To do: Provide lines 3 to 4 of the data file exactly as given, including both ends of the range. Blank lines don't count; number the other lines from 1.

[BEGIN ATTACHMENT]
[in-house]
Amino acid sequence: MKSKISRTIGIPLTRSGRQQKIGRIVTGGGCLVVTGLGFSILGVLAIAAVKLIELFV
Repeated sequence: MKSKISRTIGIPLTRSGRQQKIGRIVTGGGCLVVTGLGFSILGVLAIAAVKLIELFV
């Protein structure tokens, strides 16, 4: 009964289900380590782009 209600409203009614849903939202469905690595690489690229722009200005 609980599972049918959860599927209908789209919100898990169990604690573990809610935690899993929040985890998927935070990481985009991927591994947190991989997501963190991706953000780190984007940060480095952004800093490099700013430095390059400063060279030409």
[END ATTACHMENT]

Repeated sequence: MKSKISRTIGIPLTRSGRQQKIGRIVTGGGCLVVTGLGFSILGVLAIAAVKLIELFV
């Protein structure tokens, strides 16, 4: 009964289900380590782009 209600409203009614849903939202469905690595690489690229722009200005 609980599972049918959860599927209908789209919100898990169990604690573990809610935690899993929040985890998927935070990481985009991927591994947190991989997501963190991706953000780190984007940060480095952004800093490099700013430095390059400063060279030409």